ECE Faculty Candidate Research Seminar: Shine a Light on Cancer: Bioimaging and Nanomedicine

When: Wed. Jan. 23, 2019 at 11:30 am

Where: Kaiser 2020-2030

Title: Shine a Light on Cancer: Bioimaging and Nanomedicine

Presenter: Dr. Hak Soo Choi


Over the course of the coming month, the ECE Recruiting Committee in collaboration with Urological Sciences, has invited four faculty candidates to attend in-person interviews at UBC for the position of Professor (with Tenure), Canada Research Chair (Tier 1) in Quantitative Medical and Biological Imaging.

On Wednesday, January 23rd, 2019 the first candidate, Dr. Hak Soo Choi, will be presenting a research seminar titled “Shine a Light on Cancer: Bioimaging and Nanomedicine” followed by a discussion period in the Fred Kaiser Building – Room 2020/2030 from 11:30am until 12:45pm.

Following the seminar presentation, kindly complete the following online survey to provide feedback on the candidate:

Abstract: Two fundamental and unsolved problems facing bioimaging and nanomedicine are nonspecific uptake of intravenously administered diagnostic and/or therapeutic agents by normal tissues and organs, and incomplete elimination of unbound targeted agents from the body. To solve these problems, we have synthesized a series of indocyanine near-infrared (NIR) fluorophores that varied systematically in net charge, conformational shape, hydrophilicity/lipophilicity, and charge distribution. Using 3D molecular modeling and optical fluorescence imaging, we have defined the relationship among the key independent variables that dictate biodistribution and tissue-specific targeting such as lung and sentinel lymph nodes (Nat Biotechnol. 2010), human prostate cancers (Nat Nanotechnol. 2010), and human melanomas (Nat Biotechnol. 2013). Recently, we have developed new pharmacophore design strategy “structure-inherent targeting,” where tissue- and/or organ-specific targeting is engineered directly into the non-resonant structure of a NIR fluorophore, thus creating the most compact possible optical contrast agent for bioimaging and nanomedicine (Angew Chem. 2015, Nat Med. 2015). The biodistribution and targeting of these compounds vary with dependence on their unique physicochemical descriptors and cellular receptors, which permit 1) selective binding to the target tissue/organ, 2) visualization of the target specifically and selectively, and 3) provide curing options such as image-guided surgery or photo dynamic therapy. Our study solves two fundamental problems associated with fluorescence image-guided surgery and lays the foundation for additional targeted agents with optimal optical and in vivo performance.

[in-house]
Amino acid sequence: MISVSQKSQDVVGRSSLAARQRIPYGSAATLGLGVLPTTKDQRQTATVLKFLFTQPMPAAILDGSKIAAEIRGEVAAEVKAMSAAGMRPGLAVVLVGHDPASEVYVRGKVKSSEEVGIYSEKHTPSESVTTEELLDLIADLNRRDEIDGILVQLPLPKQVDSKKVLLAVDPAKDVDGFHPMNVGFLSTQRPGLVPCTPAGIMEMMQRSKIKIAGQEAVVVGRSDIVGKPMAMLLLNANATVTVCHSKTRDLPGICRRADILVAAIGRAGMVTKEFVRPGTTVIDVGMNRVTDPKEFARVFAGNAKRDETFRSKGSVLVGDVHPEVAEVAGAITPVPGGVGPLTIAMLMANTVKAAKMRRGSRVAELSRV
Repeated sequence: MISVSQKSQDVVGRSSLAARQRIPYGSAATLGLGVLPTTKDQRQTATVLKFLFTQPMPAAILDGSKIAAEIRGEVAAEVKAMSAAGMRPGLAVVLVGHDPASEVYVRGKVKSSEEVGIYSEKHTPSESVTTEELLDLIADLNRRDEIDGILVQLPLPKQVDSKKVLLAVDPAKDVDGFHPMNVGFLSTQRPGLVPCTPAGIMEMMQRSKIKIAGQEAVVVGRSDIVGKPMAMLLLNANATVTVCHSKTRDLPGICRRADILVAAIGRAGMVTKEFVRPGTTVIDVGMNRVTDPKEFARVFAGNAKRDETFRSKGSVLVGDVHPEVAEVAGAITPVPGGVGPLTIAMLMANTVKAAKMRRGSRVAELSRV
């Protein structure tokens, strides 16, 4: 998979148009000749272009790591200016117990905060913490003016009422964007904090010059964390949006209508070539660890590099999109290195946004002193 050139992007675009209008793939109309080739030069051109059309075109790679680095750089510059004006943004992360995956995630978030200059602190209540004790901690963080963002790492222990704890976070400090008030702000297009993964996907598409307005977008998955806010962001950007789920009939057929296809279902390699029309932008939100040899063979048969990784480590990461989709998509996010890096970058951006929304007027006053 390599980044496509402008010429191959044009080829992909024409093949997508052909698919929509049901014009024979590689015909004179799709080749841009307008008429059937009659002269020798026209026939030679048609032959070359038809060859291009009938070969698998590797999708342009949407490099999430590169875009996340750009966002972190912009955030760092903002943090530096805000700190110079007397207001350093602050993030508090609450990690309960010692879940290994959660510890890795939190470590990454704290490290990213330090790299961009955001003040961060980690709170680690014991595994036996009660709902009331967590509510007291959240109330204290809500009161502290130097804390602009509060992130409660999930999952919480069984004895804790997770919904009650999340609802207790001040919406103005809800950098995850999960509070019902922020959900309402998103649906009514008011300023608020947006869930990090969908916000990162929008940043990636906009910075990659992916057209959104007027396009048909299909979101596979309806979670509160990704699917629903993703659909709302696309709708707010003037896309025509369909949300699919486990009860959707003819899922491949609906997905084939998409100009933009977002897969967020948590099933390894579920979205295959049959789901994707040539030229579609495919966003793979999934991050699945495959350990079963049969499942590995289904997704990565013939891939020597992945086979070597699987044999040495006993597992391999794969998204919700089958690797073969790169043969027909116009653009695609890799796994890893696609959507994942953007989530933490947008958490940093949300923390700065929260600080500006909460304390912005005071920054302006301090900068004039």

Dr. Hak Soo Choi is an Associate Professor of Radiology at Harvard Medical School and faculty of Dana Farber/Harvard Cancer Center, and the Director of Bioengineering and Nanomedicine Program at Massachusetts General Hospital (MGH). Dr. Choi is a graduate of School of Materials Science from JAIST in 2004, and experienced Gene and Drug Delivery Systems as a postdoc. He extended his research into Molecular Cancer Imaging at Harvard Medical School and Beth Israel Deaconess Medical Center in Boston. Since 2008, his laboratory focuses on the development of novel contrast agents for tissue- and organ-specific targeting and diagnosis, and recently joined the Gordon Center for Medical Imaging of Massachusetts General Hospital. Of particular interest is tissue-specific fluorophores, which can be used for targeting and imaging of human diseases by specifically visualizing target tissue with high optical properties and by avoiding nonspecific uptake in normal background tissues.